Paul McCartney Claimed That Suing His Former Bandmates Was the Only Way to ‘Save The Beatles’

When The Beatles split in 1970, Paul McCartney took a lot of heat for suing his former bandmates. However, he said it was the only way he could save the band — and turns out it worked.

Paul McCartney was just one fourth of the iconic rock band The Beatles, all of whom rose to fame in the early 1960s and spent about a decade in the spotlight before breaking up. Though the young quartet’s uprising was exciting in the moment, some say it eventually went to their heads, with disagreements ensuing and friendships nearly ending before the band finally decided to call it quits.

Paul McCartney has had plenty of years to reflect on his actions surrounding Beatles fame — one of which included suing the other band members, which he says was the only way he could “save The Beatles.”

Paul McCartney sued his former bandmates in 1970

The Beatles’ rise to fame was something nobody could have seen coming. The band achieved worldwide recognition so quickly, and with a fan base so obsessive, that the whole movement was dubbed “Beatlemania.” And when the fame didn’t slow down through the 1960s, the bandmates eventually ran into disagreements, with McCartney and Lennon, the band’s two primary songwriters, having a major falling out by 1970.

In 1970, McCartney sued the rest of The Beatles in order to avoid former manager Allen Klein having control over their finances and music. McCartney didn’t want Klein involved with the band any longer, and he sued the bandmates in order to break the contract they’d made with each other and their manager. Fifty years later, McCartney said that if he hadn’t done that, the band would have lost everything and been unable to remaster any of their songs in later years.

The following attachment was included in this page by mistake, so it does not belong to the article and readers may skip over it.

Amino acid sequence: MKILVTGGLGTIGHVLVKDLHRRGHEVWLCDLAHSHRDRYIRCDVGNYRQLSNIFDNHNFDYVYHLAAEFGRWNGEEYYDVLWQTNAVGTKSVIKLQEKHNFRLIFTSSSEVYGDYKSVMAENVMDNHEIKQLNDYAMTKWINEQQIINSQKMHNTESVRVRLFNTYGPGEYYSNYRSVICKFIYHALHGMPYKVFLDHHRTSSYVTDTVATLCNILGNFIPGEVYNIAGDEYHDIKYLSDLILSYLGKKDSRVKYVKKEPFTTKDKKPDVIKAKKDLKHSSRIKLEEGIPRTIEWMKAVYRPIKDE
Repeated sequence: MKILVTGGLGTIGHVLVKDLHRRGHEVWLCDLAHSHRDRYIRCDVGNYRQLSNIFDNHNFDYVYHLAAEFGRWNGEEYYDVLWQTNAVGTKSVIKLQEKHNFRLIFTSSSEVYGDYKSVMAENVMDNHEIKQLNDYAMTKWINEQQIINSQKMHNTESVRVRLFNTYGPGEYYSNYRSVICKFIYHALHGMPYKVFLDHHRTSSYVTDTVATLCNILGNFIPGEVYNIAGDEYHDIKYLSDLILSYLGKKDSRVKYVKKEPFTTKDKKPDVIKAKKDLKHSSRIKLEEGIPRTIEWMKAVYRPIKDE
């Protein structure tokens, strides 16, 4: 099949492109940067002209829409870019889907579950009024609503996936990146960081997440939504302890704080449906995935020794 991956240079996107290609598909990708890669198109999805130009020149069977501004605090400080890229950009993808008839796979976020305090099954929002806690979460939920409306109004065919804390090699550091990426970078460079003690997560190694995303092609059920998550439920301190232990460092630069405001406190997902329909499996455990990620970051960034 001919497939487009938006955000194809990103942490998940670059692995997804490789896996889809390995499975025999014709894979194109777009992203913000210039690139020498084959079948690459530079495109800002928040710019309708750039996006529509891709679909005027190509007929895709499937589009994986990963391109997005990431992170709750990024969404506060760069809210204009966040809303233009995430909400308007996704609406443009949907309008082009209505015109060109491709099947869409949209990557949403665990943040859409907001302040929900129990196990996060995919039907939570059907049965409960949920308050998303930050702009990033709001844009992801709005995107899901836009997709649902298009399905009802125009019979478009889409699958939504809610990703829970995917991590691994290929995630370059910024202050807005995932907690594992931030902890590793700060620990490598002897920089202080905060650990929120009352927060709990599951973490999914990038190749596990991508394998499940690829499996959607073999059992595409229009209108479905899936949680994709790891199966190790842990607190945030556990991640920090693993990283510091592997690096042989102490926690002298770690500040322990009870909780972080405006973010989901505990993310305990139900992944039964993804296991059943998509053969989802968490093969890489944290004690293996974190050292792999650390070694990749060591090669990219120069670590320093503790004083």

“The only way for me to save The Beatles and Apple — and to release Get Back by Peter Jackson which allowed us to release Anthology and all these great remasters of all the great Beatles records — was to sue the band,” McCartney said in a 2020 British GQ interview. “If I hadn’t done that, it would have all belonged to Allen Klein. The only way I was given to get us out of that was to do what I did.”

Ultimately, the lawsuit was won, which severed McCartney’s ties with Klein, and even half a century later, McCartney knows he made the right decision.

George Harrison eventually said it was good Paul McCartney sued The Beatles

While the band members’ relationships were in turmoil at the time, the result wound up benefitting them — and George Harrison even admitted it just a few years later.

“To tell the truth, there’s a whole lot of money that’s been held in receivership since Paul McCartney sued us,” Harrison said in a 1974 press conference. “Actually, it’s fortunate that he did sue us, because while the money is in receivership nobody can spend it.”

Along with the lawsuit came rumors that McCartney was responsible for the band’s split, which he said were difficult to overcome.

“I was thought to be the guy who broke The Beatles up and the b*tch who sued his mates. And, believe me, I bought into that,” McCartney told British GQ. “It was so prevalent that for years I almost blamed myself.”

Leave a Reply

Your email address will not be published. Required fields are marked *

Mick Jagger John & Yoko’s Elvis Presley & Priscilla Presley